Modern vehicles are equipped with advanced sensors that communicate with the car’s central computer or PCM. One crucial sensor is the steering angle sensor, responsible for maintaining the stability and traction of your car. While manufacturers may have different names for their stability technology, the underlying principle remains the same.
In this article, we will explore the symptoms of a faulty steering angle sensor, its location, and the cost of replacement. Let’s dive into the signs that indicate a potential issue.
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Symptoms Of A Bad Steering Angle Sensor
The most common indication of a malfunctioning steering angle sensor is the appearance of warning lights on your dashboard. These lights could be the traction control light or the check engine light, depending on your car model. Other uncommon symptoms include heavy steering or unusual steering behavior after a wheel alignment.
Any sensor can wear out over time due to constant use. Electronic components, like the steering angle sensor, have a limited lifespan. When nearing the end of its life, the sensor’s efficiency decreases. However, failing car parts usually exhibit signs that alert you to take prompt action.
Here is a more detailed list of signs to watch out for:
1. Check Engine Light
In older cars, a sensor connected to the ECU illuminated the check engine light, signaling any ECU-related issues. If this warning light appears on your dashboard, it could indicate a faulty steering angle sensor. Since the traction control and engine control unit rely on signals from the steering angle sensor, a faulty signal would trigger the warning light.
2. Traction Control Light Illuminates
As mentioned earlier, the steering angle sensor is also linked to the traction control system. It measures how much you’re turning the car and makes necessary adjustments when driving on slippery surfaces. If the sensor fails to provide an accurate signal, the traction control light will illuminate. Additional warning lights, such as the ABS or airbag light, may also come on. If the steering angle sensor wiring is broken, it could affect the airbag’s functionality.
3. Heavy Steering Wheel Turning
Most modern cars utilize electric power steering. To ensure proper functioning and activation of the power steering pump, the steering angle sensor measures the steering angle. If the sensor provides inaccurate information to the car’s onboard computer, it may result in unnecessary automatic adjustments or a complete loss of information transmission, triggering the traction control light and disabling the power steering.
4. Car Acts Strange After Wheel Alignment
This applies specifically to cars equipped with an electric power steering pump, which is common in modern vehicles. If your car behaves oddly or drives abnormally after a wheel alignment, it could be due to a failing steering angle sensor. It is crucial to reset the sensor after an alignment. If your mechanic overlooks this step, you may experience these issues. In such cases, revisit your mechanic to reset the sensor and realign the wheels.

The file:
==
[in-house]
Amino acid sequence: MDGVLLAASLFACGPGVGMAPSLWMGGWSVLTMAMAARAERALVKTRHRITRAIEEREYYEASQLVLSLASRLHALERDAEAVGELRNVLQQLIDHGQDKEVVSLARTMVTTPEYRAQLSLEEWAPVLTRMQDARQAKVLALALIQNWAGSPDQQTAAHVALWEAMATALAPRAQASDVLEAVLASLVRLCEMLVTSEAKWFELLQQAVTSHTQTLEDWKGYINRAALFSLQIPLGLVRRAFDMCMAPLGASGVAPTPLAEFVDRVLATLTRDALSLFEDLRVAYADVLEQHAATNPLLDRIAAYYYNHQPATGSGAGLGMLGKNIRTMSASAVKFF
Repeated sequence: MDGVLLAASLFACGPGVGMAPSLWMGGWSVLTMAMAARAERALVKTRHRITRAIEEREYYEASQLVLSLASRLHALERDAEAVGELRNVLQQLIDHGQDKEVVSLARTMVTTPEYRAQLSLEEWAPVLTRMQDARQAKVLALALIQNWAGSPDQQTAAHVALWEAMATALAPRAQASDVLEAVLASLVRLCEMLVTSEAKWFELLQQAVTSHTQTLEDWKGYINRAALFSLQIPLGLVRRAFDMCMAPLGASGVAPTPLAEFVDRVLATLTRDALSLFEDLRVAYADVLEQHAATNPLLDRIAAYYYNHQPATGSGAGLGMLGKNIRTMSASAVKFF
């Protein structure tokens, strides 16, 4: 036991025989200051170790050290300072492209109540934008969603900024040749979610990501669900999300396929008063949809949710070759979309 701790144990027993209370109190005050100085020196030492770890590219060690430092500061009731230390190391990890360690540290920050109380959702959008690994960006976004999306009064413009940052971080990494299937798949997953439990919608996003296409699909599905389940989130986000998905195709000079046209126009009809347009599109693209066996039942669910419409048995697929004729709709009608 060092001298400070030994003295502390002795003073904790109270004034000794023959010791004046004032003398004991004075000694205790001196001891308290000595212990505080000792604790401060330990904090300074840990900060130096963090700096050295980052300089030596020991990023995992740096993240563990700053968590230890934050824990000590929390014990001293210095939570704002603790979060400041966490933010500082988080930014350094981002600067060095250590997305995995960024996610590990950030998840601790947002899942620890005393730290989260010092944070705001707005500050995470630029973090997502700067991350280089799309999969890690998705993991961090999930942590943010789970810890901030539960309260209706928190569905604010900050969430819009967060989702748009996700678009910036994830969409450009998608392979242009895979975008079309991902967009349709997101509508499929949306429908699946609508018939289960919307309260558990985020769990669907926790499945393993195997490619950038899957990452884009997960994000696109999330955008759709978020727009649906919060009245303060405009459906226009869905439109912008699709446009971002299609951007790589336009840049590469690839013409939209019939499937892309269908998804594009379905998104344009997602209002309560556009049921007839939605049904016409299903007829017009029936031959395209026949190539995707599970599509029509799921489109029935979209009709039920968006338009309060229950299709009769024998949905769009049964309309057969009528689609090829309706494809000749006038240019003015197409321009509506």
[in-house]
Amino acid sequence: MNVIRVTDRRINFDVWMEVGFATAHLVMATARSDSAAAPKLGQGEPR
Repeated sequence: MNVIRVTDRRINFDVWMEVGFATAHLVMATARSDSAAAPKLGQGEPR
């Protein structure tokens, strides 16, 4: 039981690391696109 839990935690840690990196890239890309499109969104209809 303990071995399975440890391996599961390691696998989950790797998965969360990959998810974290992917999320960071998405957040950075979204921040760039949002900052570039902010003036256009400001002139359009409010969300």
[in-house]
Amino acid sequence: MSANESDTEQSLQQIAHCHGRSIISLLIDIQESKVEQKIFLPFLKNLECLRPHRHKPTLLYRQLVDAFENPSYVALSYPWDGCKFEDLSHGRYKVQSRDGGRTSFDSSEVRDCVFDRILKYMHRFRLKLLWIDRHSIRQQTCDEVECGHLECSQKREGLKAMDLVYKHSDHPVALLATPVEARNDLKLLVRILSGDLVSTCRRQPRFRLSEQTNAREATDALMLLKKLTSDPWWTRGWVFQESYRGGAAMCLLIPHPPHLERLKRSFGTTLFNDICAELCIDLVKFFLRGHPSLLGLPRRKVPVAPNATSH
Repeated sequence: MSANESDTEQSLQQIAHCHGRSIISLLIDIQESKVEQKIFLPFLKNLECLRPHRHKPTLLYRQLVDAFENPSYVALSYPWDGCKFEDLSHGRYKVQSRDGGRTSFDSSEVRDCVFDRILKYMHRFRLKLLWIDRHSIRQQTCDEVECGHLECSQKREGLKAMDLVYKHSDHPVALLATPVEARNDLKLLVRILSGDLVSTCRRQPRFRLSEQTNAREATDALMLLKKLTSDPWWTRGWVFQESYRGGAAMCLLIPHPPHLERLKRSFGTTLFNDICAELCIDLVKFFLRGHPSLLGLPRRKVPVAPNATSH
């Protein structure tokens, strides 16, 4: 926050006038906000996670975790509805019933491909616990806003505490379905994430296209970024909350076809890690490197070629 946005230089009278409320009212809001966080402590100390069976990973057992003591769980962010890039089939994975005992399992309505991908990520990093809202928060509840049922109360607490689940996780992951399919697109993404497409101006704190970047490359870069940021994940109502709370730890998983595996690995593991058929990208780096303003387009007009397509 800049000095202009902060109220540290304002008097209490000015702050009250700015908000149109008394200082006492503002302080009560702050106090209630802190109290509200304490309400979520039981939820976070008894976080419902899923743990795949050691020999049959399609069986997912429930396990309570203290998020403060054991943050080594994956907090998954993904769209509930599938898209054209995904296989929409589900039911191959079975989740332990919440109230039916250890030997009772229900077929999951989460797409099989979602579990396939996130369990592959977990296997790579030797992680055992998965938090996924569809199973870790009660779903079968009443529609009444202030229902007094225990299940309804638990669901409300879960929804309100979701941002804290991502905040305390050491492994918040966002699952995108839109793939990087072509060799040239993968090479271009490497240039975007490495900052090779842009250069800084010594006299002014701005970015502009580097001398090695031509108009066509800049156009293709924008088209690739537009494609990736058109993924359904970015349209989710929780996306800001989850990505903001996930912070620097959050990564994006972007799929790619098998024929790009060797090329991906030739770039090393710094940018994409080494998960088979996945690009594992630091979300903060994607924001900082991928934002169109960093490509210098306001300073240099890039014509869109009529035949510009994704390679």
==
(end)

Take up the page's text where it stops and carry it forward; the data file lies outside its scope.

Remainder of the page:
What Is a Steering Angle Sensor?
Modern vehicles utilize various sensors that communicate with the car’s onboard computer to respond to specific conditions. The steering angle sensor is an essential sensor that contributes to your car’s performance.
As the name suggests, the steering angle sensor detects the steering angle. There are two main types of steering angle sensors: analog and digital. These sensors employ different methods to detect the wheel angle, turn rate, and other crucial information. The digital sensor, the most prevalent type found in cars, uses an LED light to measure the steering angle and transfers this information to the ECU for adjustment of the traction control.
Location of the Steering Angle Sensor
In most car models, the steering angle sensor is located behind the steering wheel, wrapped around the steering column. In rarer cases, it may be positioned in the steering gear. Some cars even have two steering angle sensors, underscoring the importance of replacing the correct one. To access the sensor, you often need to remove the steering wheel.
Diagnosis of a Failing Steering Angle Sensor
Diagnosing a faulty steering angle sensor is generally straightforward with the right equipment. While using a multimeter can be challenging for most cases, it is better to rely on a diagnostic tool.
Connect the diagnostic tool and check the live data from the traction control system or engine control unit, which receives signals from the steering angle sensor. Ensure your steering wheel is straight, and observe if the signal reads zero degrees when you turn slightly to the right or left. If the values don’t change, there is a high chance of a faulty steering angle sensor. Check if the sensor is receiving power and ground to confirm the diagnosis.
Steering Angle Sensor Replacement Cost
The average cost of replacing a steering angle sensor ranges from $150 to $500, depending on the car model and labor expenses. The sensor itself costs between $120 and $250, while labor costs average between $80 and $250.
It is important to note that the replacement cost can vary significantly due to several reasons. The price of the sensor may depend on your car’s make and model year. Additionally, finding a mechanic with the necessary diagnostic tools is crucial for this job. After replacing the steering angle sensor, calibration is necessary, although this is quite rare. In some cases, where the steering angle sensor is integrated with the steering column control unit, programming it into the car can significantly increase the cost.
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